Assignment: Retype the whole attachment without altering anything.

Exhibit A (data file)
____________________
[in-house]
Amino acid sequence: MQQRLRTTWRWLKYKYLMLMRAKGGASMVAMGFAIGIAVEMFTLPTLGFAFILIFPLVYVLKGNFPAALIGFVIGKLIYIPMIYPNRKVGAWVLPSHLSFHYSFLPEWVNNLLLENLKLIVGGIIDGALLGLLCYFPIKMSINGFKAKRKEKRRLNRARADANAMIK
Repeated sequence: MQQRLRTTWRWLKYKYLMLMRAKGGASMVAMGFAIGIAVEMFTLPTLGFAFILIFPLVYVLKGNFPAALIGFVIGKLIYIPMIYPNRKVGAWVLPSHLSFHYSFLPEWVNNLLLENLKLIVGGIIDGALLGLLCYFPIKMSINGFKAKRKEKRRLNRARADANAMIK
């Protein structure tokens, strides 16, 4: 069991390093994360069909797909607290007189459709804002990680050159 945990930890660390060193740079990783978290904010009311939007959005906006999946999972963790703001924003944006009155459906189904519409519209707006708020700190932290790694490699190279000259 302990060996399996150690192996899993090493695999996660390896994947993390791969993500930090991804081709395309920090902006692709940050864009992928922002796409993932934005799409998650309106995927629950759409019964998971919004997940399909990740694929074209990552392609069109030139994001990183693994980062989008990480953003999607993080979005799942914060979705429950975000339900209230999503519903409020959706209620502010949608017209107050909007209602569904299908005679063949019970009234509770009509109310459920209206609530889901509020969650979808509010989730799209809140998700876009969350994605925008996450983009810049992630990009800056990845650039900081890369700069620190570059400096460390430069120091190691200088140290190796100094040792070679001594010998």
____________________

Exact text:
[in-house]
Amino acid sequence: MQQRLRTTWRWLKYKYLMLMRAKGGASMVAMGFAIGIAVEMFTLPTLGFAFILIFPLVYVLKGNFPAALIGFVIGKLIYIPMIYPNRKVGAWVLPSHLSFHYSFLPEWVNNLLLENLKLIVGGIIDGALLGLLCYFPIKMSINGFKAKRKEKRRLNRARADANAMIK
Repeated sequence: MQQRLRTTWRWLKYKYLMLMRAKGGASMVAMGFAIGIAVEMFTLPTLGFAFILIFPLVYVLKGNFPAALIGFVIGKLIYIPMIYPNRKVGAWVLPSHLSFHYSFLPEWVNNLLLENLKLIVGGIIDGALLGLLCYFPIKMSINGFKAKRKEKRRLNRARADANAMIK
């Protein structure tokens, strides 16, 4: 069991390093994360069909797909607290007189459709804002990680050159 945990930890660390060193740079990783978290904010009311939007959005906006999946999972963790703001924003944006009155459906189904519409519209707006708020700190932290790694490699190279000259 302990060996399996150690192996899993090493695999996660390896994947993390791969993500930090991804081709395309920090902006692709940050864009992928922002796409993932934005799409998650309106995927629950759409019964998971919004997940399909990740694929074209990552392609069109030139994001990183693994980062989008990480953003999607993080979005799942914060979705429950975000339900209230999503519903409020959706209620502010949608017209107050909007209602569904299908005679063949019970009234509770009509109310459920209206609530889901509020969650979808509010989730799209809140998700876009969350994605925008996450983009810049992630990009800056990845650039900081890369700069620190570059400096460390430069120091190691200088140290190796100094040792070679001594010998």